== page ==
Beginning October 1, 2018, OSHA launched a regional emphasis program (REP) focused on reducing employee exposure to fertilizer-grade ammonium nitrate (FGAN) and agricultural anhydrous ammonium. The REP will be effective in Arkansas, Kansas, Louisiana, Missouri, Nebraska, Oklahoma, and Texas.
Recently, we received the following question from a subscriber: What does OSHA say about initial entry into an area with a suspected gas leak of anhydrous ammonia of unknown quantity and the use of an SCBA?
One of the most tedious aspects of an environment, health, and safety (EHS) manager’s job is to keep track of a host of records. Don’t get caught without the necessary records in the event of an Occupational Safety and Health Administration (OSHA) or Environmental Protection Agency (EPA) inspection. One of the first things inspectors will […]
Substitution Is First Choice The EPA and OSHA recently issued a joint “alert” to encourage the use of inherently safer technologies (IST) at chemical facilities. The Chemical Safety Alert: Safer Technology and Alternativesis intended to lay the groundwork for a future guidance document by introducing safer technology concepts and general approaches. According to the Alert, […]
Anhydrous ammonia is typically used in refrigeration systems in a number of industries, including: Cold storage warehouses and ice plants, Meat, poultry, or fish processing centers, Dairy and ice cream plants, Wineries and breweries, Fruit/vegetable juice and soft drink processing facilities, and Petrochemical facilities. Tips for Installing Anhydrous Ammonia Refrigerant Systems Install self-closing valves or […]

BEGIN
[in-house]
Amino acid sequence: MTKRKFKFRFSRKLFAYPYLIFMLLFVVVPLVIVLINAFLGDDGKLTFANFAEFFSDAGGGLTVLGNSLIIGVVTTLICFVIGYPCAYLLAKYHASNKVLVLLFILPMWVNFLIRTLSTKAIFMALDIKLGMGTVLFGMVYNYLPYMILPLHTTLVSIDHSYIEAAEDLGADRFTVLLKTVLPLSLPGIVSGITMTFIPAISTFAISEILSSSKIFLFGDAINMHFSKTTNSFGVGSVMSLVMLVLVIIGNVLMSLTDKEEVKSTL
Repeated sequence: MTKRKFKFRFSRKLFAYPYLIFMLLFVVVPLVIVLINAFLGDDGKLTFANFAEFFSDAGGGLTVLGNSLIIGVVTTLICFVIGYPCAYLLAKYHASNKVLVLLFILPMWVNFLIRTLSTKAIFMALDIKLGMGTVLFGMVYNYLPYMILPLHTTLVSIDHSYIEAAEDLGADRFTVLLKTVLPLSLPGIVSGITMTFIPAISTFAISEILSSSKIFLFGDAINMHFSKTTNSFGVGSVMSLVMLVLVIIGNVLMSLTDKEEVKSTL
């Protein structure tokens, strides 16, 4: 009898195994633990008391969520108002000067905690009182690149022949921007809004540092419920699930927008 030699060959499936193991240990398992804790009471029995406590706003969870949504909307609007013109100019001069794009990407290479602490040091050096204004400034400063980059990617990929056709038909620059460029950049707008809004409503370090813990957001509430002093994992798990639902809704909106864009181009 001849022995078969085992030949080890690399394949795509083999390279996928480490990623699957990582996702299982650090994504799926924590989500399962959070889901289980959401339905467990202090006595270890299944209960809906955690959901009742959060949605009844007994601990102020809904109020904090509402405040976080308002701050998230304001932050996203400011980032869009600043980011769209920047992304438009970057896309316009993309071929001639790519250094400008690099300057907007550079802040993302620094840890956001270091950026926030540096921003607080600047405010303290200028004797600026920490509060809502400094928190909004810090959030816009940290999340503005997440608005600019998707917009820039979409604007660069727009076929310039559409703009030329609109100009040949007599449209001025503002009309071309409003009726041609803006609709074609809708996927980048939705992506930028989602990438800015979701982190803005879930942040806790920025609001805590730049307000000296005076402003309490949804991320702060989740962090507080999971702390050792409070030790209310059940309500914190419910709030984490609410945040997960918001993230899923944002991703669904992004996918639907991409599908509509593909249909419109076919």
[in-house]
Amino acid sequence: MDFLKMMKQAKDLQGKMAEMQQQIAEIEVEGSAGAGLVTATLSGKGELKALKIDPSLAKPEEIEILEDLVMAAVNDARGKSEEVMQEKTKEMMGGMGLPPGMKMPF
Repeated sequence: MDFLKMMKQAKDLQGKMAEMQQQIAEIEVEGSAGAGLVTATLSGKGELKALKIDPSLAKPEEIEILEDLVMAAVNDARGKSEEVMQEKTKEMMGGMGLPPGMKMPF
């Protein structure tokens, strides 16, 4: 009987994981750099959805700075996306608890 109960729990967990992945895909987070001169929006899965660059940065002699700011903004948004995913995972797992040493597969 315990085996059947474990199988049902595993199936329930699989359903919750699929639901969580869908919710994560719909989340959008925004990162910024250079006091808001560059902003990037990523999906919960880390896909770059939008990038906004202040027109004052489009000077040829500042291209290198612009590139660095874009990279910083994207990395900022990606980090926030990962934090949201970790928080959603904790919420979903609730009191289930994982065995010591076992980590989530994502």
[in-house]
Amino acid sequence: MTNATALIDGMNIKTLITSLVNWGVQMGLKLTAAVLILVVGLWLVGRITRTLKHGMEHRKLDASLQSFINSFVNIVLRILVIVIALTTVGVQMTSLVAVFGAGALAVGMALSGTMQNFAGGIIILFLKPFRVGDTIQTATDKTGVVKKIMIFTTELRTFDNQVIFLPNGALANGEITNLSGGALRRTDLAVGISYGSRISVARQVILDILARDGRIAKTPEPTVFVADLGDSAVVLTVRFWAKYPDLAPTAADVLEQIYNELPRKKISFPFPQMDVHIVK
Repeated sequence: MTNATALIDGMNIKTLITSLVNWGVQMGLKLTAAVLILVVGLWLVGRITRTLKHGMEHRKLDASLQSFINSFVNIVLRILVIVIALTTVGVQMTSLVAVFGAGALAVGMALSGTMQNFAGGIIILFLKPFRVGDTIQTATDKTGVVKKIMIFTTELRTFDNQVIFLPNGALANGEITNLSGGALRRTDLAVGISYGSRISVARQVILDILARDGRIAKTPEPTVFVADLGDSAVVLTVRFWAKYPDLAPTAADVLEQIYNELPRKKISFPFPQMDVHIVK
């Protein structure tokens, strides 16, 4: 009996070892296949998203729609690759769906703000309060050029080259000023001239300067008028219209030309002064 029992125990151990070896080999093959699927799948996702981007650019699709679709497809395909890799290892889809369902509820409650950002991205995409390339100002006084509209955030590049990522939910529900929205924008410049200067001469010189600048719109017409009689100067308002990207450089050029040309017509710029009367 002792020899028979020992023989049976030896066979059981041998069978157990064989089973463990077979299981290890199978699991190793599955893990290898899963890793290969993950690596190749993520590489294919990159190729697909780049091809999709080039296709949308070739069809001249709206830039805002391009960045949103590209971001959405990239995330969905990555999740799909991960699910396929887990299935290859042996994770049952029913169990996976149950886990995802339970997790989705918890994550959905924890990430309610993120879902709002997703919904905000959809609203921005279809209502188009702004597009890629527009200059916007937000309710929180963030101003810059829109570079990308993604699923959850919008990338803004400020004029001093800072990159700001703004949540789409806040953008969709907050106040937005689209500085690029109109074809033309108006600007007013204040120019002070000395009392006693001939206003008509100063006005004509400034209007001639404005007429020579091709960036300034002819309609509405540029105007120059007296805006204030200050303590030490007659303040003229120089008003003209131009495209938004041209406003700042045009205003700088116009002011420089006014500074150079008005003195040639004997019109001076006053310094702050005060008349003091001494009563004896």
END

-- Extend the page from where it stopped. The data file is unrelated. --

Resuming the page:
BMPs for Storing Anhydrous Ammonia Good Housekeeping Maintain good housekeeping practices. Ensure good housekeeping procedures are followed in the compressor/recycle rooms and in the immediate vicinity of the evaporators. Accumulated supplies, equipment, and debris delay detection of equipment damage or ammonia leaks. Maintain complete and accurate piping and instrumentation diagrams (P&IDs) of the ammonia refrigeration […]
Anhydrous ammonia is ammonia gas—the anhydrous part means “without water.” It is colorless, but has a very pungent smell. It can be irritating at lower levels, but very damaging at higher levels. Exposure to anhydrous ammonia between 5 and 50 parts per million (ppm) can cause headaches, loss of the sense of smell, nausea, and […]